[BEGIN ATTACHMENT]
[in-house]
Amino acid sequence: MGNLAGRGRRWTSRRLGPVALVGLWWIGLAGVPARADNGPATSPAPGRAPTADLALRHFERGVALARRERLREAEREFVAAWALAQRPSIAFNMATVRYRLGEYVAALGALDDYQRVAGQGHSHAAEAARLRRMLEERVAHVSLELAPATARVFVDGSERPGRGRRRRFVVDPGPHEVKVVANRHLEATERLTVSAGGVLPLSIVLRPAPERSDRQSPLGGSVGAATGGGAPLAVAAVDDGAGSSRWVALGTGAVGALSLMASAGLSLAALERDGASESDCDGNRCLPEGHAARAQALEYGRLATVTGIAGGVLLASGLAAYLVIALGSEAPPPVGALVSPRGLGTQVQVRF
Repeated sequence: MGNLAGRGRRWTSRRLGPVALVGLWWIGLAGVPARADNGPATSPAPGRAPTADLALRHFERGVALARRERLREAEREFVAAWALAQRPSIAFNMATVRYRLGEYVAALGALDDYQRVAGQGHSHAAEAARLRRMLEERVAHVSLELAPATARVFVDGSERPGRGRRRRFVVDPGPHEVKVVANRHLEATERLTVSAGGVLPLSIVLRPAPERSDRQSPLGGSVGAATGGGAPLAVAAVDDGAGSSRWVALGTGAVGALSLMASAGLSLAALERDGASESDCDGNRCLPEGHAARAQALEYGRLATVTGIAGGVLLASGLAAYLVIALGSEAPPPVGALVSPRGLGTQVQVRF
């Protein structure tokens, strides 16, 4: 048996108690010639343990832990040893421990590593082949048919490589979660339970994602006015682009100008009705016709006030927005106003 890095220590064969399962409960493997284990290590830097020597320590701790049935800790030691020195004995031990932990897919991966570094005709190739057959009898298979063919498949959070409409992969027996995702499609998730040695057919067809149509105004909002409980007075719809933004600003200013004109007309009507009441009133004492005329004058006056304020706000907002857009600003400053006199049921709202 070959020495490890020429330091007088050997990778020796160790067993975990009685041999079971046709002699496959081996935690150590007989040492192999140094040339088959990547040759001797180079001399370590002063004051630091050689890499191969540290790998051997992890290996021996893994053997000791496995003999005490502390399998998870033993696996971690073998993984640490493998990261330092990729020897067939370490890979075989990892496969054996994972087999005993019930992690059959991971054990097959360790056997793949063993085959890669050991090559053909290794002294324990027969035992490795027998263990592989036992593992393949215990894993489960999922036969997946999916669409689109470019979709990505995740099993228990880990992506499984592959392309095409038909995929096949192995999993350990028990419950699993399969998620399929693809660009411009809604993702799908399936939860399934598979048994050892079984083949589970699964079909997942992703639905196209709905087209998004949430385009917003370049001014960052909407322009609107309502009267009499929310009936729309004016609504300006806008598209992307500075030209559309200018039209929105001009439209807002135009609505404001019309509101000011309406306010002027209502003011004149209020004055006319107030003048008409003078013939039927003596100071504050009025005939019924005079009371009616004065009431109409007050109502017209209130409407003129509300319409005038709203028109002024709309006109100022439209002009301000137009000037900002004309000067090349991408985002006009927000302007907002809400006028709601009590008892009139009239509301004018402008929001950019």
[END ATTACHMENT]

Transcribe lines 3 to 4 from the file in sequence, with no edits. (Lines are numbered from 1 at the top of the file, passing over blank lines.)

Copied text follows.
Repeated sequence: MGNLAGRGRRWTSRRLGPVALVGLWWIGLAGVPARADNGPATSPAPGRAPTADLALRHFERGVALARRERLREAEREFVAAWALAQRPSIAFNMATVRYRLGEYVAALGALDDYQRVAGQGHSHAAEAARLRRMLEERVAHVSLELAPATARVFVDGSERPGRGRRRRFVVDPGPHEVKVVANRHLEATERLTVSAGGVLPLSIVLRPAPERSDRQSPLGGSVGAATGGGAPLAVAAVDDGAGSSRWVALGTGAVGALSLMASAGLSLAALERDGASESDCDGNRCLPEGHAARAQALEYGRLATVTGIAGGVLLASGLAAYLVIALGSEAPPPVGALVSPRGLGTQVQVRF
């Protein structure tokens, strides 16, 4: 048996108690010639343990832990040893421990590593082949048919490589979660339970994602006015682009100008009705016709006030927005106003 890095220590064969399962409960493997284990290590830097020597320590701790049935800790030691020195004995031990932990897919991966570094005709190739057959009898298979063919498949959070409409992969027996995702499609998730040695057919067809149509105004909002409980007075719809933004600003200013004109007309009507009441009133004492005329004058006056304020706000907002857009600003400053006199049921709202 070959020495490890020429330091007088050997990778020796160790067993975990009685041999079971046709002699496959081996935690150590007989040492192999140094040339088959990547040759001797180079001399370590002063004051630091050689890499191969540290790998051997992890290996021996893994053997000791496995003999005490502390399998998870033993696996971690073998993984640490493998990261330092990729020897067939370490890979075989990892496969054996994972087999005993019930992690059959991971054990097959360790056997793949063993085959890669050991090559053909290794002294324990027969035992490795027998263990592989036992593992393949215990894993489960999922036969997946999916669409689109470019979709990505995740099993228990880990992506499984592959392309095409038909995929096949192995999993350990028990419950699993399969998620399929693809660009411009809604993702799908399936939860399934598979048994050892079984083949589970699964079909997942992703639905196209709905087209998004949430385009917003370049001014960052909407322009609107309502009267009499929310009936729309004016609504300006806008598209992307500075030209559309200018039209929105001009439209807002135009609505404001019309509101000011309406306010002027209502003011004149209020004055006319107030003048008409003078013939039927003596100071504050009025005939019924005079009371009616004065009431109409007050109502017209209130409407003129509300319409005038709203028109002024709309006109100022439209002009301000137009000037900002004309000067090349991408985002006009927000302007907002809400006028709601009590008892009139009239509301004018402008929001950019």